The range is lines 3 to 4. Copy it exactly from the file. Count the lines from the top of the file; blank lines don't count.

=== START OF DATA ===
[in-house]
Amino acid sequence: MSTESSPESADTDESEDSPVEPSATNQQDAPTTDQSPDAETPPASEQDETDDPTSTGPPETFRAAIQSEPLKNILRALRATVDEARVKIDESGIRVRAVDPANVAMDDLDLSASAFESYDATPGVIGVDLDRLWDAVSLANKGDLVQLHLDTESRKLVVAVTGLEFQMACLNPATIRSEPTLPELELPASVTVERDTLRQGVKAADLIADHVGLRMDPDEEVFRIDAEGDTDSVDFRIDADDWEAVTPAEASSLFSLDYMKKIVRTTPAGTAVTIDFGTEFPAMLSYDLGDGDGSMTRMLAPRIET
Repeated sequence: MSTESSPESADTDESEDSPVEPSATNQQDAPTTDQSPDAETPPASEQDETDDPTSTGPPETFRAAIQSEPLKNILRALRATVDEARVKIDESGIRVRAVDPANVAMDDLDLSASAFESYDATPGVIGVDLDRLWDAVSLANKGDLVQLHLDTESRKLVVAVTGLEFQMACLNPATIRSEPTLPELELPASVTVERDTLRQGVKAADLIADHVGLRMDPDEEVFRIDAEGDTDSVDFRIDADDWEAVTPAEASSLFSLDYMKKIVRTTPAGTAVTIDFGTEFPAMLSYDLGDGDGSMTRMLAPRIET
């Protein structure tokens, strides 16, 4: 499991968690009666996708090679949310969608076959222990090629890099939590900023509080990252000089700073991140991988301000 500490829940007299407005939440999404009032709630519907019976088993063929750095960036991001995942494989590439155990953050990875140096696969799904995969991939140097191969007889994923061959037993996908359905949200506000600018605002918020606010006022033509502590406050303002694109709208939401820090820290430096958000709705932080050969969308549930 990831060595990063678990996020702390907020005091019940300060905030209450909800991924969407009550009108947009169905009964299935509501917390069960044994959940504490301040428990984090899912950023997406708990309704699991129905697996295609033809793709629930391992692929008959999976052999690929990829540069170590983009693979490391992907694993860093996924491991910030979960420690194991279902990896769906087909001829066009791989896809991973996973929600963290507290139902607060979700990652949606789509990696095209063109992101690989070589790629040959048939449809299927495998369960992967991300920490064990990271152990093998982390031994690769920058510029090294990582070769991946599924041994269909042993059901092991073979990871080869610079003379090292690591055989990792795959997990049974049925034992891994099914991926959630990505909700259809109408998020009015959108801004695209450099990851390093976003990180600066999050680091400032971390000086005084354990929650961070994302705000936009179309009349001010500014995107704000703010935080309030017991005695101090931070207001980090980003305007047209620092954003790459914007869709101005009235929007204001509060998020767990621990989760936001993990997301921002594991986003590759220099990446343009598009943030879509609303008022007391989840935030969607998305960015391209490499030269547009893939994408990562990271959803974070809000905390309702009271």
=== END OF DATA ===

Repeated sequence: MSTESSPESADTDESEDSPVEPSATNQQDAPTTDQSPDAETPPASEQDETDDPTSTGPPETFRAAIQSEPLKNILRALRATVDEARVKIDESGIRVRAVDPANVAMDDLDLSASAFESYDATPGVIGVDLDRLWDAVSLANKGDLVQLHLDTESRKLVVAVTGLEFQMACLNPATIRSEPTLPELELPASVTVERDTLRQGVKAADLIADHVGLRMDPDEEVFRIDAEGDTDSVDFRIDADDWEAVTPAEASSLFSLDYMKKIVRTTPAGTAVTIDFGTEFPAMLSYDLGDGDGSMTRMLAPRIET
């Protein structure tokens, strides 16, 4: 499991968690009666996708090679949310969608076959222990090629890099939590900023509080990252000089700073991140991988301000 500490829940007299407005939440999404009032709630519907019976088993063929750095960036991001995942494989590439155990953050990875140096696969799904995969991939140097191969007889994923061959037993996908359905949200506000600018605002918020606010006022033509502590406050303002694109709208939401820090820290430096958000709705932080050969969308549930 990831060595990063678990996020702390907020005091019940300060905030209450909800991924969407009550009108947009169905009964299935509501917390069960044994959940504490301040428990984090899912950023997406708990309704699991129905697996295609033809793709629930391992692929008959999976052999690929990829540069170590983009693979490391992907694993860093996924491991910030979960420690194991279902990896769906087909001829066009791989896809991973996973929600963290507290139902607060979700990652949606789509990696095209063109992101690989070589790629040959048939449809299927495998369960992967991300920490064990990271152990093998982390031994690769920058510029090294990582070769991946599924041994269909042993059901092991073979990871080869610079003379090292690591055989990792795959997990049974049925034992891994099914991926959630990505909700259809109408998020009015959108801004695209450099990851390093976003990180600066999050680091400032971390000086005084354990929650961070994302705000936009179309009349001010500014995107704000703010935080309030017991005695101090931070207001980090980003305007047209620092954003790459914007869709101005009235929007204001509060998020767990621990989760936001993990997301921002594991986003590759220099990446343009598009943030879509609303008022007391989840935030969607998305960015391209490499030269547009893939994408990562990271959803974070809000905390309702009271």